Bali

The Bali experience has left me with a bit of a conundrum: where is going to be as good as that?! Travel is a personal thing, but you can perhaps relate at least in part to my take on an idyll: safe, friendly, rich in culture, beautiful nature, beautiful man-made, great climate, and a cheap cost of living for a bonus. Bali delivered on all fronts.

Bali is peculiar to Indonesia because it is Hindu, rather than Muslim, and the Bali form of Hinduism permeates everything here (95% of residents follow). Tiny offerings and statues of gods everywhere, at least three temples per village and in every building a shrine. 500 new shrines and temples are built every month – the religion is as current as it ever was, with the youth fully involved. A tremendous amount of rituals and ceremonies means the Balinese are often seen in traditional dress, with flowers a key part of the look and the offerings. The extension of Hindusim into Balinese behaviour is ‘ritualised self-control’, which in practice means modesty and restraint. In short, the religion is all-involving.

The religion merges into the culture as their religious devotion is echoed in their devotion to arts and crafts (on a large scale) and to architecture. The architectural themes of gated entrances, pavillions, water features, and of course shrines and statues have been studiously reflected in the hotels and villas on the island, giving the whole island a consistent feel, and beauty. The man-made beauty across the island is all the more impressive given that existence here is tough for many. Tourism now accounts for 80% of the island’s income, but 80% of Balinese still work in agriculture. Working in tourism pays little, working in agriculture less. Hence, it is not uncommon for parents to sell a rice field and send their kids to tourism school. Labour is cheap here – you could live here and have a maid, cook and driver all for $200 a month.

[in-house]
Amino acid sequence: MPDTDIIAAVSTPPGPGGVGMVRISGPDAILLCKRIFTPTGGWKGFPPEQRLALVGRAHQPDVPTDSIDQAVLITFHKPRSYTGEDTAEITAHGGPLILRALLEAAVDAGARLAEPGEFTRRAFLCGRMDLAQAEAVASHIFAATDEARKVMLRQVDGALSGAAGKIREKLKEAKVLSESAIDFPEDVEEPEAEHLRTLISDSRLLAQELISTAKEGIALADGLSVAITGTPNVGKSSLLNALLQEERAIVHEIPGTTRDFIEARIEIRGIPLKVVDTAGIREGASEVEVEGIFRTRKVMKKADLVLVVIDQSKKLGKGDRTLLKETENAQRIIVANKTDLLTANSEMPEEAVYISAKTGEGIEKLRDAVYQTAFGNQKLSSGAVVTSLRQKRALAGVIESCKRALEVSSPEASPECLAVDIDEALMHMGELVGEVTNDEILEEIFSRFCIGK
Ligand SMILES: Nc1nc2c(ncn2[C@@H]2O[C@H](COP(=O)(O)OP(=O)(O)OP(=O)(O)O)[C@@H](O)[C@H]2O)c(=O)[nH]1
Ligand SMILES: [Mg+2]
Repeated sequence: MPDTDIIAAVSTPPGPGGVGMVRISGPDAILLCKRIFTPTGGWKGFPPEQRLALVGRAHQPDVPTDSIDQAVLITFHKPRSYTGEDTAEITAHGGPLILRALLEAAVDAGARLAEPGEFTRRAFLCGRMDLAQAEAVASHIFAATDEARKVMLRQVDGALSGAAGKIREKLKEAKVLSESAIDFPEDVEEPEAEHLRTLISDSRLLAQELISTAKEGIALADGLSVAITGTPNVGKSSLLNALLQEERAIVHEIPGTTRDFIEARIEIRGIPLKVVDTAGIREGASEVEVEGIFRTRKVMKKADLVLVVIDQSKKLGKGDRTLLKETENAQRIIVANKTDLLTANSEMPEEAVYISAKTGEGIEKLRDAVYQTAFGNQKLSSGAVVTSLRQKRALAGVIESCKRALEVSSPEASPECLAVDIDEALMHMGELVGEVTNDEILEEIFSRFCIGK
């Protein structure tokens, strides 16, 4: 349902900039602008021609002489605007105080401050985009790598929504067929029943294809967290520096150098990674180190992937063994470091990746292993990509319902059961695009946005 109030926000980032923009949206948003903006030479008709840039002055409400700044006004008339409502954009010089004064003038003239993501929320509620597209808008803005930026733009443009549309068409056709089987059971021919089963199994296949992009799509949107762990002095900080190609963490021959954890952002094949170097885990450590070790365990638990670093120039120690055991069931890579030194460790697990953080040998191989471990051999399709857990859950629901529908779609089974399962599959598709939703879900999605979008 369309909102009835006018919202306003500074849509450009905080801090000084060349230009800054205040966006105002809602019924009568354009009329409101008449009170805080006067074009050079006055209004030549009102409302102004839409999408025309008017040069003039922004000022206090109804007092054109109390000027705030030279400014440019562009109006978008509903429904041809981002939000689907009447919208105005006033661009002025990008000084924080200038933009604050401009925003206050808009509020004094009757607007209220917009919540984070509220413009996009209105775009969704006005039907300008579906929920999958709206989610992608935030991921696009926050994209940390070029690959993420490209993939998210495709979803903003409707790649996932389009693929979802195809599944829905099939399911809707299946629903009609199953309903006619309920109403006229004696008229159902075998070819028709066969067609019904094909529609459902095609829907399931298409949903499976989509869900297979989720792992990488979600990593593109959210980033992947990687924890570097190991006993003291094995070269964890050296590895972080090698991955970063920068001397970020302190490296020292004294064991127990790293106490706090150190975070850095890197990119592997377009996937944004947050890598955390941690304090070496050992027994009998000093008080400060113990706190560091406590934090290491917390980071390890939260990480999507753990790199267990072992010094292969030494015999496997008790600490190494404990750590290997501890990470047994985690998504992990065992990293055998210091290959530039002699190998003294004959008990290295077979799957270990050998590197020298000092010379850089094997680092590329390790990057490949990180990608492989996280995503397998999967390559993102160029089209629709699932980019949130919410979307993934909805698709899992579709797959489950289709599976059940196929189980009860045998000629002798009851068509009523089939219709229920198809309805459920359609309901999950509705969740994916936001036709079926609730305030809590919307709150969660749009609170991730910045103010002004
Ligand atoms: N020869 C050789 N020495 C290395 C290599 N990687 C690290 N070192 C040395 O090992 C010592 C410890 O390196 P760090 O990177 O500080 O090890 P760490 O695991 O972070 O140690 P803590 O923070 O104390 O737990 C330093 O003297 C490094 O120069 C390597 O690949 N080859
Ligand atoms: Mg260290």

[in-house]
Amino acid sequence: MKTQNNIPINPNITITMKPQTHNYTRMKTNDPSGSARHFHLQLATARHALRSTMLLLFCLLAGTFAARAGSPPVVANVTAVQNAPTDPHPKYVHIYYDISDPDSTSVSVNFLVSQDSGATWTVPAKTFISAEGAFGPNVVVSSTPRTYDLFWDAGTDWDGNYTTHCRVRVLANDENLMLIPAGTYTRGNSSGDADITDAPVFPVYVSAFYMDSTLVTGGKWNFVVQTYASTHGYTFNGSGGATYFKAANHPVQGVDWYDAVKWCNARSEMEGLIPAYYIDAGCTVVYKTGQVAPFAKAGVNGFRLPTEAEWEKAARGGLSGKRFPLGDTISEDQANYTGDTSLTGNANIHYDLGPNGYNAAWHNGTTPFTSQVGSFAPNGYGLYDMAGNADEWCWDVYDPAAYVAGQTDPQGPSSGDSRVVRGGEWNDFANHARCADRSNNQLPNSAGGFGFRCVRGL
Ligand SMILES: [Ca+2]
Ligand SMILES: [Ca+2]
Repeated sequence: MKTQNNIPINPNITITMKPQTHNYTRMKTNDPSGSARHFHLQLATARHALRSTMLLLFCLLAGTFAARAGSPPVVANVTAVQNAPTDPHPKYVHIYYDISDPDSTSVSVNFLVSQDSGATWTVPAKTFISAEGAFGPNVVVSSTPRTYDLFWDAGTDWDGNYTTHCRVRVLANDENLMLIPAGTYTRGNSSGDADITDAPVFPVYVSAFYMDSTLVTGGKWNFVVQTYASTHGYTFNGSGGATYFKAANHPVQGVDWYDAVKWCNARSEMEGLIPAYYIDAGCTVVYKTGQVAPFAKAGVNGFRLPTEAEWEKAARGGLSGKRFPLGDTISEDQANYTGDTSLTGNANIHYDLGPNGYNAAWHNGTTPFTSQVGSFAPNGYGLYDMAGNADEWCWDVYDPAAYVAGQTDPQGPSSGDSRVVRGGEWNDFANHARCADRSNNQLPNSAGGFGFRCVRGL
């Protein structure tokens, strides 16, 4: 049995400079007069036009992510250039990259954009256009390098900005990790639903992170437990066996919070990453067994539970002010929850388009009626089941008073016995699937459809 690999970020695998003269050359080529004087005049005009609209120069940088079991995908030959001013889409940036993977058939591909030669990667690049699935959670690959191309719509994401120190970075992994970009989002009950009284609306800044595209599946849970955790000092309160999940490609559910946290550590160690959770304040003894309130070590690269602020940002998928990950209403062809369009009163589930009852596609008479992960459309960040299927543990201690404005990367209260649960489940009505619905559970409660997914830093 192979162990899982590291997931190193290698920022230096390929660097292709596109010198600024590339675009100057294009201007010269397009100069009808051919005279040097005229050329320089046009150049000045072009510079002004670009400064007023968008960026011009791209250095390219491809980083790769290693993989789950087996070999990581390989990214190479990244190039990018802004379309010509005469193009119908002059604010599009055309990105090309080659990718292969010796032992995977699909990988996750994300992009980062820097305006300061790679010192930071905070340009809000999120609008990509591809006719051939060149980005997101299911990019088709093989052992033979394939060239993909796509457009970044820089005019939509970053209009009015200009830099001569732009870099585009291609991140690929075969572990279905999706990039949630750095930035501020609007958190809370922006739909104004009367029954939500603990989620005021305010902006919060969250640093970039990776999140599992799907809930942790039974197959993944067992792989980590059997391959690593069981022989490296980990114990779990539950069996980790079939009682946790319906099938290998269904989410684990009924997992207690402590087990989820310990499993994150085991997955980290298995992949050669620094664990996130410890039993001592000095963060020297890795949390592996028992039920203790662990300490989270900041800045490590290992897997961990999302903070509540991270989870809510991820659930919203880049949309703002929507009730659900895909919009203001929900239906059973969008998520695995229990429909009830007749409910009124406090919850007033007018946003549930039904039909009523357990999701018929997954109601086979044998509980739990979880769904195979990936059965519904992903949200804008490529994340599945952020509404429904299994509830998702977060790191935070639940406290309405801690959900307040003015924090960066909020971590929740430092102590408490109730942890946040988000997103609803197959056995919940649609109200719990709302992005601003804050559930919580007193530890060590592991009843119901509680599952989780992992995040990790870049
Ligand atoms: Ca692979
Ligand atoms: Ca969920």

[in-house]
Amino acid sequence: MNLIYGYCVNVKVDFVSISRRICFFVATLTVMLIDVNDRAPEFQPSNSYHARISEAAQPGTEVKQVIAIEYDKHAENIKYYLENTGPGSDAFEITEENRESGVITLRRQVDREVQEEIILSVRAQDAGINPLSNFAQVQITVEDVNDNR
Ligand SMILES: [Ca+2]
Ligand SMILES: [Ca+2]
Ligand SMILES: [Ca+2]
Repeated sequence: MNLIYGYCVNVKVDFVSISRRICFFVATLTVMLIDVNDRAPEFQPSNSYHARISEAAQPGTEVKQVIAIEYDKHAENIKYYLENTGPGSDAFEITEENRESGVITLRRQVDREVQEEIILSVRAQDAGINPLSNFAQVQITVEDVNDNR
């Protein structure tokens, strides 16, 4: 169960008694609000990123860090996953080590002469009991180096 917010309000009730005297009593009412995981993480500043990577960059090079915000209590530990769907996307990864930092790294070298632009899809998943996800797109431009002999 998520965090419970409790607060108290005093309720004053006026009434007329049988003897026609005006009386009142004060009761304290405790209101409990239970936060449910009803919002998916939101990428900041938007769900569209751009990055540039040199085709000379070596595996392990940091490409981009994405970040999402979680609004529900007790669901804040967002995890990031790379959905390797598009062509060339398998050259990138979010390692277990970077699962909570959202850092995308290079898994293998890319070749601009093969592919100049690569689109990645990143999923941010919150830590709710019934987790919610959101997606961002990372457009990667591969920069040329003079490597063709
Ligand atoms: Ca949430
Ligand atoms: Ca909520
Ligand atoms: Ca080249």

Despite the meagre earnings, the Balinese are a happy people and could not be more friendly. It’s not possible to be a faceless person on the island – all are involved, and this extends to tourists. Tourism has clearly had an impact on the island, but not in the kind of ruinous way whereby the original reasons for coming are slowly devoured. There is no problematic friction between locals and tourists (on which note, the Bali bombings were carried out by a Muslim terrorist group), and the Bali culture remains strong and dominant, rather than diluted and then packaged up for visitors in a less authentic way. To complete the picture, the nature is lush green, with tiers of paddy fields amongst the palms, and there are beautiful beaches, wild chickens and lizards galore.

Negatives? There are quite a lot of ill looking dogs around. The Balinese largely consider them scavengers in league with evil spirits, and as a result they have a difficult existence. There is a caste system, in line with Hinduism elsewhere, meaning not all are equal. You will see swastika symbols – but this is nothing sinister, in fact it means in harmony with the universe and precedes Nazism. And of course, as with anywhere that might be considered idyllic, greed naturally steps in, and some long-time visitors to Bali bemoan this. There are a few opportunists in the most touristy south (often coming over from neighbouring Java), big luxury hotel resorts have edged out old backpacker Bali, and Jakarta has taken its slice through shortening visas and applying a departure tax. As a first time visitor, I would say this: the mature Bali remains very attractive: crime remains very low, trust and friendliness reign, and the beauty and culture of the island rival anywhere I have been.

The majority of visitors to Indonesia go to Bali and Bali alone. On my current trip, that is also the limit of my dip into the 4th most populous nation on Earth too. So I will leave this post as a little Bali travel summary and not attempt a wider analysis of Indonesia and its markets. Some pics to finish then:

A Bali temple ceremony.

Ubud Temple

Rice field terracing.

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There is no limit to what a motorcycle can carry here.

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My wife gets a head massage.

Gabi Monkey 2My son relaxes at the beach.

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14 thoughts on “Bali

      1. Good stuff John, will keep following the blog, maybe I can buy you a lovely cool beer down here in the City of Sails! (we certainly need one at the moment, its very warm). A Merry Christmas to you and your family